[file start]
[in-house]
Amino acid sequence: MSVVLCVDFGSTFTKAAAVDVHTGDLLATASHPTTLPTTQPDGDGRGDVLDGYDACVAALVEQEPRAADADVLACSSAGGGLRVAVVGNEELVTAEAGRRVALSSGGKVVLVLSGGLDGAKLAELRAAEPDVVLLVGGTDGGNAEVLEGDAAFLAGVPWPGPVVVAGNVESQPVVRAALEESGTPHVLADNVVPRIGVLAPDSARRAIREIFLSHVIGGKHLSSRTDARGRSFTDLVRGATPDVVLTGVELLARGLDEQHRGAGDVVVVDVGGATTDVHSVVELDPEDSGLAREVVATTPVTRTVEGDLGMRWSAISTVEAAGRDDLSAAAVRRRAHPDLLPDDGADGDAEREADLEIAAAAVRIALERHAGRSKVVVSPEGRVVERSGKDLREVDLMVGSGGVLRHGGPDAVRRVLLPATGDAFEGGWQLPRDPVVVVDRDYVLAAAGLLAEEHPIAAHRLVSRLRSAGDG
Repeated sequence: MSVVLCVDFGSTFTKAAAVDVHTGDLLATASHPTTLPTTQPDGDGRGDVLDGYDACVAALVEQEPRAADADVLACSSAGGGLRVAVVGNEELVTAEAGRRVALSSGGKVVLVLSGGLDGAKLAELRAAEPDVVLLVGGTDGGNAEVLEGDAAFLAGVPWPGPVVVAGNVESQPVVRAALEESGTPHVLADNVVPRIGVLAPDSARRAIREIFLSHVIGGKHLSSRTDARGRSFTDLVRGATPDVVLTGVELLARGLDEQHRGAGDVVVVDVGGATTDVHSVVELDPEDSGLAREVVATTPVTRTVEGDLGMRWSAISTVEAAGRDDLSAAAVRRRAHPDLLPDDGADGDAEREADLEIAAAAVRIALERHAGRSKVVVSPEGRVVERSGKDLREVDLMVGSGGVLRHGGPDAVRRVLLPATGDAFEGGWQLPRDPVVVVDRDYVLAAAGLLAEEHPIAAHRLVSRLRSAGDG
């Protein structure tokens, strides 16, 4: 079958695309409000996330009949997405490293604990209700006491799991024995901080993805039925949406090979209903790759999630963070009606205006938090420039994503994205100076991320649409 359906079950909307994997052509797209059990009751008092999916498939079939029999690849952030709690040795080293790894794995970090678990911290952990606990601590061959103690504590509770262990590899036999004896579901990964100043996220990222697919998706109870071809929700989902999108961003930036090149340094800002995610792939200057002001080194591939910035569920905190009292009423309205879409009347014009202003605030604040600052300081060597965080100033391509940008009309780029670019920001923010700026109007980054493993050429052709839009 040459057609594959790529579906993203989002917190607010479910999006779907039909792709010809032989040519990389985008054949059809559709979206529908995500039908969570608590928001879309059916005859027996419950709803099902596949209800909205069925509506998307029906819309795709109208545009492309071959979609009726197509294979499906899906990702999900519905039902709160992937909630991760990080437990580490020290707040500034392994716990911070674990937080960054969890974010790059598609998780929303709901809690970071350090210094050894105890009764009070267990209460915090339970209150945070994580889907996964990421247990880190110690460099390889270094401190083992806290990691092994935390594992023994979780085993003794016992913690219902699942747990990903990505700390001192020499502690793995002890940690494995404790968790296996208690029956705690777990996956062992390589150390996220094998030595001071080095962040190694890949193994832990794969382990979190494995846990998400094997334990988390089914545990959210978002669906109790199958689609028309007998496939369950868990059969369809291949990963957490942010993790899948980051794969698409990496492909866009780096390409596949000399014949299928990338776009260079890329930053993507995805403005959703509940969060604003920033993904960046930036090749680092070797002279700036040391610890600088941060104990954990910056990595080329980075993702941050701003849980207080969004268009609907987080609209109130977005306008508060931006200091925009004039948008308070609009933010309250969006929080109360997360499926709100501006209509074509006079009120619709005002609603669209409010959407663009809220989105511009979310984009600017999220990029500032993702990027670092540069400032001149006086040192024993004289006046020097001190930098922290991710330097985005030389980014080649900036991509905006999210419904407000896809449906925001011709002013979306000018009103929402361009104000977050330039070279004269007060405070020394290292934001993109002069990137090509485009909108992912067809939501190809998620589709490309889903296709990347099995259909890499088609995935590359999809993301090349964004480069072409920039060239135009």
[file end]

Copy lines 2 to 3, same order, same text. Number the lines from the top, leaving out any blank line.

Amino acid sequence: MSVVLCVDFGSTFTKAAAVDVHTGDLLATASHPTTLPTTQPDGDGRGDVLDGYDACVAALVEQEPRAADADVLACSSAGGGLRVAVVGNEELVTAEAGRRVALSSGGKVVLVLSGGLDGAKLAELRAAEPDVVLLVGGTDGGNAEVLEGDAAFLAGVPWPGPVVVAGNVESQPVVRAALEESGTPHVLADNVVPRIGVLAPDSARRAIREIFLSHVIGGKHLSSRTDARGRSFTDLVRGATPDVVLTGVELLARGLDEQHRGAGDVVVVDVGGATTDVHSVVELDPEDSGLAREVVATTPVTRTVEGDLGMRWSAISTVEAAGRDDLSAAAVRRRAHPDLLPDDGADGDAEREADLEIAAAAVRIALERHAGRSKVVVSPEGRVVERSGKDLREVDLMVGSGGVLRHGGPDAVRRVLLPATGDAFEGGWQLPRDPVVVVDRDYVLAAAGLLAEEHPIAAHRLVSRLRSAGDG
Repeated sequence: MSVVLCVDFGSTFTKAAAVDVHTGDLLATASHPTTLPTTQPDGDGRGDVLDGYDACVAALVEQEPRAADADVLACSSAGGGLRVAVVGNEELVTAEAGRRVALSSGGKVVLVLSGGLDGAKLAELRAAEPDVVLLVGGTDGGNAEVLEGDAAFLAGVPWPGPVVVAGNVESQPVVRAALEESGTPHVLADNVVPRIGVLAPDSARRAIREIFLSHVIGGKHLSSRTDARGRSFTDLVRGATPDVVLTGVELLARGLDEQHRGAGDVVVVDVGGATTDVHSVVELDPEDSGLAREVVATTPVTRTVEGDLGMRWSAISTVEAAGRDDLSAAAVRRRAHPDLLPDDGADGDAEREADLEIAAAAVRIALERHAGRSKVVVSPEGRVVERSGKDLREVDLMVGSGGVLRHGGPDAVRRVLLPATGDAFEGGWQLPRDPVVVVDRDYVLAAAGLLAEEHPIAAHRLVSRLRSAGDG